Berman & Asbel, LLP

Parents: What to Know About Modifying Child-Related Plans

As children grow, their needs change dramatically. When parents are married, they can adjust to these changes together. However, when parents are divorced and sharing custody of their children, court intervention may be required to make the necessary adjustments to a child's changing needs.

For instance, as your child gets older, it can be more expensive to get them the things they want and need. He or she will also start becoming more mature and may have independent thoughts on where he or she wants to live. If you are going through these periods of growth and transition, it can be crucial to understand the basics of child support and child custody modification.

Child support modification

Any time there is a material or substantial change in a child's needs or parental circumstances, parents can petition for a modification of child support, according to Pennsylvania laws. These changes include:

  • Changing schools
  • Parental job loss or promotion
  • Moving from daycare to school
  • Increase in a child's medical needs and expenses
  • Death
  • Incarceration

Under these and similar circumstances, the courts can modify existing child support orders to more accurately reflect current capabilities and needs.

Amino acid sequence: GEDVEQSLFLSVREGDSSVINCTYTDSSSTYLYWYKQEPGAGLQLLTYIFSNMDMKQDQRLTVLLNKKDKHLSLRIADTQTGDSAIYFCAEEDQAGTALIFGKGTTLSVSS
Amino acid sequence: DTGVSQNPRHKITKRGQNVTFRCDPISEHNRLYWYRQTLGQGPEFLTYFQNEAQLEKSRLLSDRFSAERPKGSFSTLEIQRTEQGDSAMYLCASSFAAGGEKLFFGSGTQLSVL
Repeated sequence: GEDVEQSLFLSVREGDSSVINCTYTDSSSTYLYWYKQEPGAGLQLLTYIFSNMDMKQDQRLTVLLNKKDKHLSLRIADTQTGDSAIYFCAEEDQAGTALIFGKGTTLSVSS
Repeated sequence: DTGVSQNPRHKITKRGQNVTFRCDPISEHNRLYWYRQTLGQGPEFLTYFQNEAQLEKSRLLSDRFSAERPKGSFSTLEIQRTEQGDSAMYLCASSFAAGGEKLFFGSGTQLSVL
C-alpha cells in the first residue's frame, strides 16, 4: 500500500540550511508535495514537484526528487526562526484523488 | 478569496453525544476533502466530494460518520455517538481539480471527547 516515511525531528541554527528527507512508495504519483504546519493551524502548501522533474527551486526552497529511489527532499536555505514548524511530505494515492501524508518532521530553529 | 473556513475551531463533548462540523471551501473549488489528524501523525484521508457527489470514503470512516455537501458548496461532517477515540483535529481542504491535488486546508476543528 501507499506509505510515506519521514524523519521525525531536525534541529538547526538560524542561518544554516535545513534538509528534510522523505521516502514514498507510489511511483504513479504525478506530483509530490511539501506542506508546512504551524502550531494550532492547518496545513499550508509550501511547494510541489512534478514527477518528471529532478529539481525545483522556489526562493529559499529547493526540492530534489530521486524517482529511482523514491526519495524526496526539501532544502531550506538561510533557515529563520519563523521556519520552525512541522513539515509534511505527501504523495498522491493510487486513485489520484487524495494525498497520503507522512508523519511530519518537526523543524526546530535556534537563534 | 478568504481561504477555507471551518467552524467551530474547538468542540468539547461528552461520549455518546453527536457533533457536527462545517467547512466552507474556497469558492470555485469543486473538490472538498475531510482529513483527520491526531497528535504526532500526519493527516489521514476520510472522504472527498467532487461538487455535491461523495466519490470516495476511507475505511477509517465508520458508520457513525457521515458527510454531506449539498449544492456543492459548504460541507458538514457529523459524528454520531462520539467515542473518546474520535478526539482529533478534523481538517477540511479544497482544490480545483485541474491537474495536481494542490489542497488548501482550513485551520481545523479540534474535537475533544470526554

Child custody modification

Modifying child custody and visitation orders is also possible in light of significant changes, though it can be more difficult and more contentious than support modification. To modify custody orders, a parent must show that doing so is in the best interests of the child. For instance, modification can be appropriate if:

  • A reasonably mature child expresses the desire for a new schedule
  • A parent can no longer provide a stable environment
  • A child's safety is in danger
  • A parent moves away
  • The child has a new school or activities schedule
  • A parent gets a new job

These are changes that would have almost certainly affected an original custody order and the best interests of the child, so courts should review the existing plan and make or approve changes if appropriate.

Don't go it alone

Making child support and custody modifications should be done lawfully and with the court's permission so the revised orders can still be properly enforced. With this in mind, you want to work with an attorney to ensure a modification is lawful and fair.

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